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Do you have a child who can’t get enough facts about animals or nature? That’s my son. Getting him interested in reading a chapter book can be tricky, but he has a magnetic ability to find books with animal facts and pictures. These aren’t always my favorite to read aloud, but the following books are ones I can get excited about reading together (and my girls enjoy as well).

Lifetime: The Amazing Numbers in Animal Lives by Lola M. Schaefer chronicles how many times something will occur during the lifetime of one particular animal. It’s an interesting concept and wonderfully illustrated. What really caught my attention, though, were all the extra tidbits in the back of this book. There is, of course, extra information about each animal along with the math equation used to determine each number fact in the book (such as how many babies a male seahorse will carry in its lifetime or how many holes a woodpecker will make). Additionally, there is a section about averages and another about why the author loves math! If your kid loves animals and math, go get this book now!

An Island Grows is also by Lola M. Schaefer (hmmm, maybe I have a new favorite author). This book describes how an island is formed and populated in simple, rhyming verse. Again, I love the illustrations in this book. The book concludes with a section of additional information on the formation of islands.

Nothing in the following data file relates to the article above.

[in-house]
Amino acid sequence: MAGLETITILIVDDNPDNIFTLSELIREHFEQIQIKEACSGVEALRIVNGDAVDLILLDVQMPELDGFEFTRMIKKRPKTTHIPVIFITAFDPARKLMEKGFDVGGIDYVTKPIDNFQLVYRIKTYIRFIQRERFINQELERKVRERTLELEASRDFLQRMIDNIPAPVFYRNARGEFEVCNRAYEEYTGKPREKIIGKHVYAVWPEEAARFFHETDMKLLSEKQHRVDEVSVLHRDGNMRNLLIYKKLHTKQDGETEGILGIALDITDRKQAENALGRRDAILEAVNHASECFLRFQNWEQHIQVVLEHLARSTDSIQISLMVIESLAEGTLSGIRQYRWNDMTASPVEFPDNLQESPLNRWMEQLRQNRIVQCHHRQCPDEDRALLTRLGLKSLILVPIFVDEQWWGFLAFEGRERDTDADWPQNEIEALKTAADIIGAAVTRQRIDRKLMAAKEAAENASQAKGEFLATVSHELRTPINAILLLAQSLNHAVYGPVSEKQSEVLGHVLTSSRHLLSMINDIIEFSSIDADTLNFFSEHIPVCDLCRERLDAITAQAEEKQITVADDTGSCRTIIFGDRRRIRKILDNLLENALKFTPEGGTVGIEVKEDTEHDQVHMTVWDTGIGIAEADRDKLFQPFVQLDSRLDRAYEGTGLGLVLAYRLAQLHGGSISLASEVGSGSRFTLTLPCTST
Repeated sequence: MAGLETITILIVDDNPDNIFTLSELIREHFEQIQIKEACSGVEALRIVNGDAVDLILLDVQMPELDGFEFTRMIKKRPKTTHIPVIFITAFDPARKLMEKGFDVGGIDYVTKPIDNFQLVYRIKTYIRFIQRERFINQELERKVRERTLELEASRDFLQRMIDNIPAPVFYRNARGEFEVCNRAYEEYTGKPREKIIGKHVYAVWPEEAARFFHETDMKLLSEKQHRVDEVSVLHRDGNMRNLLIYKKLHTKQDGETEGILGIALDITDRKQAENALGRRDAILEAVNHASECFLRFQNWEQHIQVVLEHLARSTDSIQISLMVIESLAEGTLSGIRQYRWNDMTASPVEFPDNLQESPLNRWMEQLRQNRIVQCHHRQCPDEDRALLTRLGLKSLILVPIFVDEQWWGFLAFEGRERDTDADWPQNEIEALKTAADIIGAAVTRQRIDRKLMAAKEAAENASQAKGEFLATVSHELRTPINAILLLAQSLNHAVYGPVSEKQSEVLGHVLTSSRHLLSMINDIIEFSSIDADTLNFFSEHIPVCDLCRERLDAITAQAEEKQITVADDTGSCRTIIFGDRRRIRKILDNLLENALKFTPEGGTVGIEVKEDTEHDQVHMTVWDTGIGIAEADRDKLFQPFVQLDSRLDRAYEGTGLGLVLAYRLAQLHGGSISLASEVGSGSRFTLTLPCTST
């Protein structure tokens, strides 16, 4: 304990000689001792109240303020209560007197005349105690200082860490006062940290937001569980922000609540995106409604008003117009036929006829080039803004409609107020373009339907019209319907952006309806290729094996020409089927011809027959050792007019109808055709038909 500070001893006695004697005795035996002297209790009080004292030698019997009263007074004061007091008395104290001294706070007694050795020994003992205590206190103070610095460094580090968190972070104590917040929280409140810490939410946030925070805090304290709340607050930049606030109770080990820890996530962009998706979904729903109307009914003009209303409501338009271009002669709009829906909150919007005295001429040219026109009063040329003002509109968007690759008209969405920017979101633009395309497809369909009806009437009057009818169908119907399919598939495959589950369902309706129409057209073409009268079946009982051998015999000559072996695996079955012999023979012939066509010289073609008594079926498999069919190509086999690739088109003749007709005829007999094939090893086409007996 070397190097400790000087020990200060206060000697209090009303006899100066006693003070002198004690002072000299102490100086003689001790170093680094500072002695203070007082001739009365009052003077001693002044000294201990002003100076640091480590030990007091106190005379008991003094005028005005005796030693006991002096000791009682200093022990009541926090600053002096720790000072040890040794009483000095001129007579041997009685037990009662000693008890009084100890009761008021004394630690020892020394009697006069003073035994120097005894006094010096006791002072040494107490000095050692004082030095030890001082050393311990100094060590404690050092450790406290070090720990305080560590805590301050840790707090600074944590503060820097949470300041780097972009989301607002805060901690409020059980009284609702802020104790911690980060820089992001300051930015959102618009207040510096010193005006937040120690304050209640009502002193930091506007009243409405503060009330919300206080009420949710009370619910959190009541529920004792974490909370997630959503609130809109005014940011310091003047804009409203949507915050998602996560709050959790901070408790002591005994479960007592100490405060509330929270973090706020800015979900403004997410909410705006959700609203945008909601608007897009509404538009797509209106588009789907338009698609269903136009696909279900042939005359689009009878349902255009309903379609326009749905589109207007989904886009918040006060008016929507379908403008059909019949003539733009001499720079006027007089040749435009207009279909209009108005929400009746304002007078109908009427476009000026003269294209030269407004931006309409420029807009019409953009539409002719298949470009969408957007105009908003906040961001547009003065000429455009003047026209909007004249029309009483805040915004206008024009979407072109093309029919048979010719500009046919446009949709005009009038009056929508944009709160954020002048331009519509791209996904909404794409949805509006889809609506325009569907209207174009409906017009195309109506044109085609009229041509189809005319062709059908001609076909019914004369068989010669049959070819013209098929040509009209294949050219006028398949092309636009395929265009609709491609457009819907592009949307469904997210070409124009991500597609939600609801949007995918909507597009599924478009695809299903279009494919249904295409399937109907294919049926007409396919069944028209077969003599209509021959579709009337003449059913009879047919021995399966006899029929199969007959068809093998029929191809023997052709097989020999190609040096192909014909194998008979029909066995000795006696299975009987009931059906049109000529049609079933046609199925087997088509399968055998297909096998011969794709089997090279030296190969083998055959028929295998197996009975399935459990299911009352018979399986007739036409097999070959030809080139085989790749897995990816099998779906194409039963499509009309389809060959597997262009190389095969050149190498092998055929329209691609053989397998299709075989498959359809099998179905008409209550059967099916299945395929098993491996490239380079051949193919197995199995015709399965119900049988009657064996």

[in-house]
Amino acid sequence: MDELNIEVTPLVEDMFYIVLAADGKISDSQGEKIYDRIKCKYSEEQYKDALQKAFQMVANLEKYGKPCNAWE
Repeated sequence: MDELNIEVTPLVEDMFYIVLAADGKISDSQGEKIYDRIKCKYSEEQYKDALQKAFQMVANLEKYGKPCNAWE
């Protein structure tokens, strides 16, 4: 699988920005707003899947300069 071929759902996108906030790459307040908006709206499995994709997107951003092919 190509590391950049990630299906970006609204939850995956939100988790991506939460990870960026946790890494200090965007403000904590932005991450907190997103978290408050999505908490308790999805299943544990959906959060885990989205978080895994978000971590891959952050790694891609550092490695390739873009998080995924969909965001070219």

Eye to Eye: How Animals See The World by Steve Jenkins focuses on the interesting differences between the eyes of various animals and how they function. The illustrations will certainly catch your eye, and the blurbs on each page are short and to the point.

Our Animal Friends at Maple Hill Farm Farm by Alice and Martin Provensen has long been a family favorite of ours. It is less of a fact book and more of an introduction to how animals on a farm interact with each other and their human owners.  It’s written in a conversational tone that really keeps my kids (and me) interested.

A Butterfly Is Patient by Dianna Hutts Aston is full of stunning pictures and quick facts about caterpillars, chrysalises, and butterflies. My kids and I love trying to match up the caterpillars at the front of the book with the butterflies at the end. The other books in this series are equally worth your time: A Seed Is Sleepy, A Rock Is Lively, An Egg Is Quiet, and A Nest Is Noisy.

Is your child ready to move beyond picture books in his (or her) quest for knowledge? Try David Macaulay’s books such as The New Way Things Work, The Way We Work, and Built to Last.

I bet you know another book that should be on this list! I’d love to hear about it!